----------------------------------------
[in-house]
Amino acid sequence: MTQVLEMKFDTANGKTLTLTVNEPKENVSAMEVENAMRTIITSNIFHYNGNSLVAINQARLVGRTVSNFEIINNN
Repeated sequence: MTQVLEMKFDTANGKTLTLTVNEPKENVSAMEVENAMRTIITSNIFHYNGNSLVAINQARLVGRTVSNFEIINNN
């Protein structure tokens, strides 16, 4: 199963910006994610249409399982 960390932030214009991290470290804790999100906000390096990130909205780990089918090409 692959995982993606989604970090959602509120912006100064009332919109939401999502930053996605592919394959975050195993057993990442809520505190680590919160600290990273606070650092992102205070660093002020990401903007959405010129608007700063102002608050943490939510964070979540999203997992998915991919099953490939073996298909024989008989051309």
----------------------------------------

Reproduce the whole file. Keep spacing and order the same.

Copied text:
[in-house]
Amino acid sequence: MTQVLEMKFDTANGKTLTLTVNEPKENVSAMEVENAMRTIITSNIFHYNGNSLVAINQARLVGRTVSNFEIINNN
Repeated sequence: MTQVLEMKFDTANGKTLTLTVNEPKENVSAMEVENAMRTIITSNIFHYNGNSLVAINQARLVGRTVSNFEIINNN
């Protein structure tokens, strides 16, 4: 199963910006994610249409399982 960390932030214009991290470290804790999100906000390096990130909205780990089918090409 692959995982993606989604970090959602509120912006100064009332919109939401999502930053996605592919394959975050195993057993990442809520505190680590919160600290990273606070650092992102205070660093002020990401903007959405010129608007700063102002608050943490939510964070979540999203997992998915991919099953490939073996298909024989008989051309």